Will Skritter 2.0 on Andriod require the same permissions?

Although I trust the Skritter team I am a little cautious about trusting apps from the Android store. I don’t know why Skritter needs access to my private photos, mic or my call information. If it hadn’t been for me having used Skritter for years on the web and the iOS app I probably wouldn’t have installed it. I’m hoping it’s just extra baggage created from the framework used to create the app. Is this the case? Will these requirements be removed in the major 2.0 revision that is planned? I think if they are removed more people would be willing to download the app and you would make more money.

I’ll definitely be reviewing the permissions required and have already rewritten a few plugins we use to be more focused. I think the reason some of those permissions are being used is because when dealing with expansion files at the time Google “recommended” that we just enable the whole media block. So basically just to write media to external storage it just enabled everything.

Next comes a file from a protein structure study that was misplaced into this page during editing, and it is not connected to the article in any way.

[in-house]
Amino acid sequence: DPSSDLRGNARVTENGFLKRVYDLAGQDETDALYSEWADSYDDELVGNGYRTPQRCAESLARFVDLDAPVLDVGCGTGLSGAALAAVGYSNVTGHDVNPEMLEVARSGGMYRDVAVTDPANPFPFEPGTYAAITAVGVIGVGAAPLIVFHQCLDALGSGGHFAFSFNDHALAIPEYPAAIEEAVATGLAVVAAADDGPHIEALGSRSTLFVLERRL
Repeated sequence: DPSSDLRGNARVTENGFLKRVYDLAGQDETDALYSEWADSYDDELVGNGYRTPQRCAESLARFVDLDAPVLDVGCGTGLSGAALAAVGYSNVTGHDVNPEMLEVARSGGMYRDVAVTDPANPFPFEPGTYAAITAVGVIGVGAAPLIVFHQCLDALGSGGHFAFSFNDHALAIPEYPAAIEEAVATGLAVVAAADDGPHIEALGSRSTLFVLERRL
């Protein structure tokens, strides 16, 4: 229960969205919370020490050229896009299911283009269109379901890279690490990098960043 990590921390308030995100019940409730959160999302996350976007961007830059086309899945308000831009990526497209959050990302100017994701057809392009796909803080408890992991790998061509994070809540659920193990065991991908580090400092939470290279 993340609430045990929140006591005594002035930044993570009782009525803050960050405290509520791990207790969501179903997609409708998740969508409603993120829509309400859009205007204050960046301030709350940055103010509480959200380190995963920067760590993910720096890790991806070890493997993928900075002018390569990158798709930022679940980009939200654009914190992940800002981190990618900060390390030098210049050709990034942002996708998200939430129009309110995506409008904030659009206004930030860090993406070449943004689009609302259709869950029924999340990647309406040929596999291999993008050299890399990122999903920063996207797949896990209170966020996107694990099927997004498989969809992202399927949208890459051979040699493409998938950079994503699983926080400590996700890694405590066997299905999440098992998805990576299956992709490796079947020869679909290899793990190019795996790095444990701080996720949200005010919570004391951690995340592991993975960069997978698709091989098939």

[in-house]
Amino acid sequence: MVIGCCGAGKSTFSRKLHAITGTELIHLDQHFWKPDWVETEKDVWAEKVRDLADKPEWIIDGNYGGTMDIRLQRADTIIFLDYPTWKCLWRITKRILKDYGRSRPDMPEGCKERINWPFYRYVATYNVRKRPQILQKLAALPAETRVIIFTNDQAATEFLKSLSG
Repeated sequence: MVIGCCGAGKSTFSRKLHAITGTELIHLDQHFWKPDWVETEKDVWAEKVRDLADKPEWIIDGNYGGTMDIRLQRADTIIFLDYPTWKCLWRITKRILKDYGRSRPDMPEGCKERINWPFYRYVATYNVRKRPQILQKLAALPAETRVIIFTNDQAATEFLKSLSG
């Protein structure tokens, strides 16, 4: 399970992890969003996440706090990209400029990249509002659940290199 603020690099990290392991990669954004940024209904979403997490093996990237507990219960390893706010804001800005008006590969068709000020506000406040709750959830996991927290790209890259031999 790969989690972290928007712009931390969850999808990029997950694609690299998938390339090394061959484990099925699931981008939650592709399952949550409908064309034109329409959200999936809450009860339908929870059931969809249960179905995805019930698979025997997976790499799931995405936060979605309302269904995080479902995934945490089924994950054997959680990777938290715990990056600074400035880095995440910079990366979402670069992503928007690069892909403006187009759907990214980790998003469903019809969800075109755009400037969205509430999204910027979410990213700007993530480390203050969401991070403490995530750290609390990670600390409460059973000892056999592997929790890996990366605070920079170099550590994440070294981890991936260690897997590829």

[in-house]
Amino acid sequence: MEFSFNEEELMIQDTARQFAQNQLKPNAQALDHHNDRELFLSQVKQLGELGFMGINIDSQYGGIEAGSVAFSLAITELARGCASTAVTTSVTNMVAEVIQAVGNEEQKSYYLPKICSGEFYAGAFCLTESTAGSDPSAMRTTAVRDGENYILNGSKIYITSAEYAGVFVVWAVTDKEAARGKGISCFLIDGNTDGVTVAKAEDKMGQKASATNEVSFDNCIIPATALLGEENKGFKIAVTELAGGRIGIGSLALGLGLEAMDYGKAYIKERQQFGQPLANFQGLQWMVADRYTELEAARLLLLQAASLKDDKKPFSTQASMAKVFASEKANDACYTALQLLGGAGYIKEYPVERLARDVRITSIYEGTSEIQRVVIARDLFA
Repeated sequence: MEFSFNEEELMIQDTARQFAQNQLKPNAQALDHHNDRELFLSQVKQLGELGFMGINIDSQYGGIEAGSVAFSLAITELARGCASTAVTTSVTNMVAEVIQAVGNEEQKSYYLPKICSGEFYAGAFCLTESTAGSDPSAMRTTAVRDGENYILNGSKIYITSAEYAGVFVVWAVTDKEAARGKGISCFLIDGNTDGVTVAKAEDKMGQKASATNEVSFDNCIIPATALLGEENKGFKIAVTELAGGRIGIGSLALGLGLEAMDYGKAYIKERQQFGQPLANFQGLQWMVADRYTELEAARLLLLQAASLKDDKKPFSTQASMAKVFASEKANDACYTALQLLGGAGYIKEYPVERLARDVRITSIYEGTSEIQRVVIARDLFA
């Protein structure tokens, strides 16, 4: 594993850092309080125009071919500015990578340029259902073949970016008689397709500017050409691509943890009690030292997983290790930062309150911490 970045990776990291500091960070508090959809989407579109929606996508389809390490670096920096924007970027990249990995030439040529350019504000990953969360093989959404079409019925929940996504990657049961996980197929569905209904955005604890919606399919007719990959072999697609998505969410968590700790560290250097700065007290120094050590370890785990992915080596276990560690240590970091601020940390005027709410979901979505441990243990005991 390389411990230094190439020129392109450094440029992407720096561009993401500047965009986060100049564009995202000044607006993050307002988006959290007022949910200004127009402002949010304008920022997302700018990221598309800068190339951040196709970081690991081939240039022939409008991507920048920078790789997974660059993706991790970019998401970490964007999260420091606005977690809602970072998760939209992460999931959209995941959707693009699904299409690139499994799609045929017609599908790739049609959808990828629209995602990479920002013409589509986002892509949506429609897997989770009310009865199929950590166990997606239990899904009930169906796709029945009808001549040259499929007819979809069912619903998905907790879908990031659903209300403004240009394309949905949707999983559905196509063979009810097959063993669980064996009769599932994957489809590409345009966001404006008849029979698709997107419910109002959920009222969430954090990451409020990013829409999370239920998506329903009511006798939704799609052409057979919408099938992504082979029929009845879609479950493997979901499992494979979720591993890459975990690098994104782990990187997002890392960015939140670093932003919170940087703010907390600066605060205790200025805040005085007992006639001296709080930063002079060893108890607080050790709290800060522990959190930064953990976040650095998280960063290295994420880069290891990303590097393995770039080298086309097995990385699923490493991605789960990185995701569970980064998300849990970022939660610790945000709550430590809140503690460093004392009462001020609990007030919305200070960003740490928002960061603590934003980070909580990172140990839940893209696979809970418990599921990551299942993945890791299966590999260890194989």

Well it didnt stop people downloading facebook which from what I can see can literally do everything…!

I feel Facebook is considered to be a trustworthy company due to it’s size. I.E. people think they would never betray their users becase they have too much to lose. The friend factor probably played a role in it too. For example my friends use it, they say I should use it too, they don’t seem to have a problem installing it and I don’t want to seem paranoid so I guess I’ll install it too. Also people probably had been using the Facebook website for a while just as I had with Skritter thereby increasing the users trust in the company.

My personal thoughts are that the majority of people don’t pay a bit of attention to permissions (though they probably should) or at least glance over them but still click continue. Android permissions are a bit quirky as well for developers, because sometimes features you want to use trigger a permission that really has nothing to do with that feature.

I had a family member work at Facebook and if people knew all the stuff they were doing and experimenting with then they’d probably think it was an invasion of privacy, but since Facebook is so engrained in social media these days people tend to just turn a blind eye to it.